I don't expect everyone to understand this and I think I did a much better job in my first draft but you'll just have to take my word for it I guess.
I am staying in the region indefinitely. I am formally requesting that I be withdrawn from my courses for the remainder of the semester.
I have had the conversation with my parents and it was the easiest one we ever had. They knew simply from the sound of my voice. I have never been freer, more alive, happier, or better received than in this place.
There is too much work to be done here. Too many people in need of immediate help.
I know what it is that I lose by staying, but those who can understand what is to be gained by staying require no further explanation, and those that don't...no amount of explanation would ever be enough.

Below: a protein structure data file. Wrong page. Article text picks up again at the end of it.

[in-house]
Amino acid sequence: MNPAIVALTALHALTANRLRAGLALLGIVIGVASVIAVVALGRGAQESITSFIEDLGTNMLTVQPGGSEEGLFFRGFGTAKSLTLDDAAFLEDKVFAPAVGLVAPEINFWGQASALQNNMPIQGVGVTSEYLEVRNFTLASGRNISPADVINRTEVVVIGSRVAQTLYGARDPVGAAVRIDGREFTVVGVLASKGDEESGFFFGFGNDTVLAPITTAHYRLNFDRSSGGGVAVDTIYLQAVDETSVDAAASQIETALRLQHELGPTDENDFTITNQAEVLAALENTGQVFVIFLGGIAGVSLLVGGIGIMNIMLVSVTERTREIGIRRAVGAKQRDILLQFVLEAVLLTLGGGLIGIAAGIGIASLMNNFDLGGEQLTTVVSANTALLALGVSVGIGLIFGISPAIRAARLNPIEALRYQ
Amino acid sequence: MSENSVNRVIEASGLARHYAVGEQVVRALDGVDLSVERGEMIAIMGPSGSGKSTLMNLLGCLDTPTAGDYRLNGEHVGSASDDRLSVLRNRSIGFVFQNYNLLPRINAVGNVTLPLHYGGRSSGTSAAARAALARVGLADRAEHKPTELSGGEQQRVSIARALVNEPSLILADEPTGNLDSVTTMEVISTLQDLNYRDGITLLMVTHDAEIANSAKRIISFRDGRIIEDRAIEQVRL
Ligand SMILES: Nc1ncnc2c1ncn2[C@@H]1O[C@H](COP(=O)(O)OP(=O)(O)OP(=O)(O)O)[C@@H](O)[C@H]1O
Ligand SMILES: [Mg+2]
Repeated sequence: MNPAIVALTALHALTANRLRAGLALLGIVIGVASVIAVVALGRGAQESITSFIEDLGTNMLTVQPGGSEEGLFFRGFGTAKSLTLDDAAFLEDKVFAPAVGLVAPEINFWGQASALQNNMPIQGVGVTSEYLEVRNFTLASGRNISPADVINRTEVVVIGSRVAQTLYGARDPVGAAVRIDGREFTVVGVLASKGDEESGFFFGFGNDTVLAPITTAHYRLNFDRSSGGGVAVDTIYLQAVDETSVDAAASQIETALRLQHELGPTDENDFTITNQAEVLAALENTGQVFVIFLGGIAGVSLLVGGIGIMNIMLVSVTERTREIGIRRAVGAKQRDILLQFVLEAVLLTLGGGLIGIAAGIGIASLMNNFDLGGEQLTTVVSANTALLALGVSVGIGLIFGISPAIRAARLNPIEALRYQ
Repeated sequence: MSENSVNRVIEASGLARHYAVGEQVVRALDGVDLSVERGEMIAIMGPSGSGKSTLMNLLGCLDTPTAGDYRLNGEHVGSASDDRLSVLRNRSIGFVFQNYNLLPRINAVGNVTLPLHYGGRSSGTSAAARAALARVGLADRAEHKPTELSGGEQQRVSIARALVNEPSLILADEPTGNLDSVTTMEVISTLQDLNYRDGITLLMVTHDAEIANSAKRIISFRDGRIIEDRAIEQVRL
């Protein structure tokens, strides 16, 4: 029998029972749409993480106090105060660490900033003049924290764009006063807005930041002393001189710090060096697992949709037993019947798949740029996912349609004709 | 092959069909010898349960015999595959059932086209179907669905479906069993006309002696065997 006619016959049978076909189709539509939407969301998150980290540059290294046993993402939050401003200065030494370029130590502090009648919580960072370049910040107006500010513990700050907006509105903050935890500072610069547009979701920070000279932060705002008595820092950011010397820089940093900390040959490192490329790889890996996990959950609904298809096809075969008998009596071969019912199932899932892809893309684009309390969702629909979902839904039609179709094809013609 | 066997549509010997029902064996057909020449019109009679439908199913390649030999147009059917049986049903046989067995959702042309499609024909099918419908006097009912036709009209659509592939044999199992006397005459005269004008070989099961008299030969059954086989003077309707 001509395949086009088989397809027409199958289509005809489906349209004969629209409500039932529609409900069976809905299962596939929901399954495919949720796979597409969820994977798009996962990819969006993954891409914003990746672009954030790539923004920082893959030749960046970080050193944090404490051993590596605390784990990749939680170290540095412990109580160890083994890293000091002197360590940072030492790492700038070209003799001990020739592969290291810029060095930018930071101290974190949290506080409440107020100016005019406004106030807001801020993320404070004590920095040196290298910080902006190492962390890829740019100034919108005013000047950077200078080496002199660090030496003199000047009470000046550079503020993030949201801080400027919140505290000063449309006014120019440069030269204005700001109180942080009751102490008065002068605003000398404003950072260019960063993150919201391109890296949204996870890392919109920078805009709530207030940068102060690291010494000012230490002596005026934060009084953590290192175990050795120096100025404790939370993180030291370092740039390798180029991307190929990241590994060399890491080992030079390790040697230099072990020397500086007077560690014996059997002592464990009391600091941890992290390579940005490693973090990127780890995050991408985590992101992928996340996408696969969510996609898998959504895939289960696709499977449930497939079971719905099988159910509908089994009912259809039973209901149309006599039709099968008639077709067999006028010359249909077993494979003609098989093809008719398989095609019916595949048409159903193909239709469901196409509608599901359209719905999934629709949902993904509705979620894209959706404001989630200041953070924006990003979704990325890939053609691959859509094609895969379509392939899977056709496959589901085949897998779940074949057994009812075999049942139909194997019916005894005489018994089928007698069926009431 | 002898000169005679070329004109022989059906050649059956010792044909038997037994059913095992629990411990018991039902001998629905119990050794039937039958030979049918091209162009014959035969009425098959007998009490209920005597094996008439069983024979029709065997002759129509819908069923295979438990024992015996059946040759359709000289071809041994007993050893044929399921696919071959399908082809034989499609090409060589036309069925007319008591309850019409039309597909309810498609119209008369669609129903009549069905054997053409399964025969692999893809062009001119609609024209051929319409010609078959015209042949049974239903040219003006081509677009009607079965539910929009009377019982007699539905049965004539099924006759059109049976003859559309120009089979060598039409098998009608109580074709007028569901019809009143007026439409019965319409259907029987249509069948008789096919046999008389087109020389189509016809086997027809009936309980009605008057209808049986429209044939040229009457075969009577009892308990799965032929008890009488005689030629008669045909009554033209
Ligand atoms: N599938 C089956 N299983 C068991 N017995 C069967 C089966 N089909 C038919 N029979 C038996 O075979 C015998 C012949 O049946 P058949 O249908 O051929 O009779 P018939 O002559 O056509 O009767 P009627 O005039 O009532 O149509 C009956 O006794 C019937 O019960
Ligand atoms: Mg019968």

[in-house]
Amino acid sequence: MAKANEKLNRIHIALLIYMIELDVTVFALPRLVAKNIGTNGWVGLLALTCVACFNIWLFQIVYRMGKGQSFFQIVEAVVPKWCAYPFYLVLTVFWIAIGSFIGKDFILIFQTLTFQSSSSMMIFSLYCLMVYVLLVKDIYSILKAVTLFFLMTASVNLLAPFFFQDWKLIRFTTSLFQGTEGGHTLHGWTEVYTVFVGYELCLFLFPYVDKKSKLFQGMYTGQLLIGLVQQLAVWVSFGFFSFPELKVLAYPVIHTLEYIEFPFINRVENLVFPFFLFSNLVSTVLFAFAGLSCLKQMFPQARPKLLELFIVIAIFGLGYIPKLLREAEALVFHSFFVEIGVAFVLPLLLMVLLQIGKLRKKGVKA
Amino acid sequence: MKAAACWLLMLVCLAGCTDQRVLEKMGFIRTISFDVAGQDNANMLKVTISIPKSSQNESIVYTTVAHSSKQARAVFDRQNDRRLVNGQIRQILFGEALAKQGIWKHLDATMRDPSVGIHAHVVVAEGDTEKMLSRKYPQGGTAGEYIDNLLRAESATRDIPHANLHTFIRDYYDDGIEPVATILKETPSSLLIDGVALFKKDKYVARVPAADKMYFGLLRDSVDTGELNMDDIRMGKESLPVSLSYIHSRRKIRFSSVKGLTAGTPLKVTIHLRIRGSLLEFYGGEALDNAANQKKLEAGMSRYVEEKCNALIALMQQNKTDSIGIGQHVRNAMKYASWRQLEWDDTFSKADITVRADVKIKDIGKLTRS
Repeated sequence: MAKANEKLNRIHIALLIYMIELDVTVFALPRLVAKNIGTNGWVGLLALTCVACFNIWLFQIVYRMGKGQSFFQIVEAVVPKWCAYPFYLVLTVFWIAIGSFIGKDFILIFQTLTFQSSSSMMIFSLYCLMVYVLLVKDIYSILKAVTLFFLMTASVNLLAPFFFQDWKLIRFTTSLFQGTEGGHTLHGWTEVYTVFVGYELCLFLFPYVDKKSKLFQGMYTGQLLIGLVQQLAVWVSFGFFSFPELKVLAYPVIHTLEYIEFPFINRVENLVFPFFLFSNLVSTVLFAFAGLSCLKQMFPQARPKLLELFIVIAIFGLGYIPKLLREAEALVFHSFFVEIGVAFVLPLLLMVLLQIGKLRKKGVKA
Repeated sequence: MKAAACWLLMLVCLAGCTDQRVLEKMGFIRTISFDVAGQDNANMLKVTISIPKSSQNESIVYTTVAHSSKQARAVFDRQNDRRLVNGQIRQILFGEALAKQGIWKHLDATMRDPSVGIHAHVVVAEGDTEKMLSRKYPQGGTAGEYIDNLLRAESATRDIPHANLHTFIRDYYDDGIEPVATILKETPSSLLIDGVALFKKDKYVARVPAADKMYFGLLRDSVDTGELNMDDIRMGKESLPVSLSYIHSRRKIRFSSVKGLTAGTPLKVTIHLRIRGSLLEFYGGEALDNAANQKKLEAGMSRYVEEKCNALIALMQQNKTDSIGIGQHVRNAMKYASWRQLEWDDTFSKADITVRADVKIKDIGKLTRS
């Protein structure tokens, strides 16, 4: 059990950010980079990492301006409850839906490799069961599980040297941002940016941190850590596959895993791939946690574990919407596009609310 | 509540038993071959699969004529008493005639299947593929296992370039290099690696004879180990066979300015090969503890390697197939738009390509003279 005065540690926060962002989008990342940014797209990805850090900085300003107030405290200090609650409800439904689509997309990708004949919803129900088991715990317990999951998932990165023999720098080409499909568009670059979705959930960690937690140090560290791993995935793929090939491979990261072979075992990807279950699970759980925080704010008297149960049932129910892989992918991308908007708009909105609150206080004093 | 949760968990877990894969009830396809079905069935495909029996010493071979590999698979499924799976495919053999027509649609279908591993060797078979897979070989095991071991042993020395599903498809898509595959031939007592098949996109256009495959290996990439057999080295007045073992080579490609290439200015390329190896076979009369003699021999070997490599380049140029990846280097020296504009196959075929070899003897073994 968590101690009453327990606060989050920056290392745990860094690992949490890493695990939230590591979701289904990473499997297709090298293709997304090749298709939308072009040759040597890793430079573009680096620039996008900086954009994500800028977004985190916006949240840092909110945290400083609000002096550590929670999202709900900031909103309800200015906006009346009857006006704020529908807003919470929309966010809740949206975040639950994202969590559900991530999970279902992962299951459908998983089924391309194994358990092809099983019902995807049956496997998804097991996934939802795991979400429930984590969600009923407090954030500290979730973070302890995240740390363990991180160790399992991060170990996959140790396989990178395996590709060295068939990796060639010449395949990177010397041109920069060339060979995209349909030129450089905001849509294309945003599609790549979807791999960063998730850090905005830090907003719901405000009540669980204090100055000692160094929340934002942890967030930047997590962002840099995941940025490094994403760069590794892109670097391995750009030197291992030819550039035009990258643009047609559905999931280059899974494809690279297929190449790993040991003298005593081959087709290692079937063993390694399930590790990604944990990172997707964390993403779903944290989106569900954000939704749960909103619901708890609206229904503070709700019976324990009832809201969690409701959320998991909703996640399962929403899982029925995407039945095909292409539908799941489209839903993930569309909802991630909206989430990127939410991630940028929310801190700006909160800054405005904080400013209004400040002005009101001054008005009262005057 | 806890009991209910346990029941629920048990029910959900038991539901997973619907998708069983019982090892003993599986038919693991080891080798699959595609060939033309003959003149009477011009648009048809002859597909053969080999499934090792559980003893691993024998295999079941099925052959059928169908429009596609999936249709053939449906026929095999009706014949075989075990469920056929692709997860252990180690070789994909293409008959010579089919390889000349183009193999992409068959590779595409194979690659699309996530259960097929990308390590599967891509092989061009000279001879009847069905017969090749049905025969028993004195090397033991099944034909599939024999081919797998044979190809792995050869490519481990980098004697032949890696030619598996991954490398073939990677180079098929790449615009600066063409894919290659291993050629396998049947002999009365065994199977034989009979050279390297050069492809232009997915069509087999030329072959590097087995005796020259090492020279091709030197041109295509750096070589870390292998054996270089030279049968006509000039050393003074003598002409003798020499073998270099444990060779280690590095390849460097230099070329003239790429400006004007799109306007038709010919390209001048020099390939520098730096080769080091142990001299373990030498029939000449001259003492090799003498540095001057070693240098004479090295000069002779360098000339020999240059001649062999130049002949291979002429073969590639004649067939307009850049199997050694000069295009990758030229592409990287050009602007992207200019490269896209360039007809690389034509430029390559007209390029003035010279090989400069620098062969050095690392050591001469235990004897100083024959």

This decision isn't one that everyone would make, most people wouldn't I guess, but those of you that really know me understand that this is what I was made to do. My whole life has led me to this point in time.
I am enrolling in Arabic courses taught where I am staying, and launching immediately into what can be done to support life, hope, peace, and freedom.
It’s strange, for the first time in a long there isn't that old familiar fear in my chest that I have come to know so well. For most, this world is madness, but for me, the madness resides in the world I'm leaving behind.
Well, I guess that's it then. This isn't goodbye but its definitely a change. You can always reach me via email or cell. I promise to stay as safe as I am capable of staying. Anytime I'm in beirut you can know I'm fine its super tame here....
I'm just not going to turn my back this time, it's as simple as that.
With Love and Respect,
Excerpts are from an email he sent to a group of professors and other mentors at Hanover College and Butler University in March 2012.
Subject: an attempt at thank You.
Here is what I have learned [..] through those willing to take the time to teach me.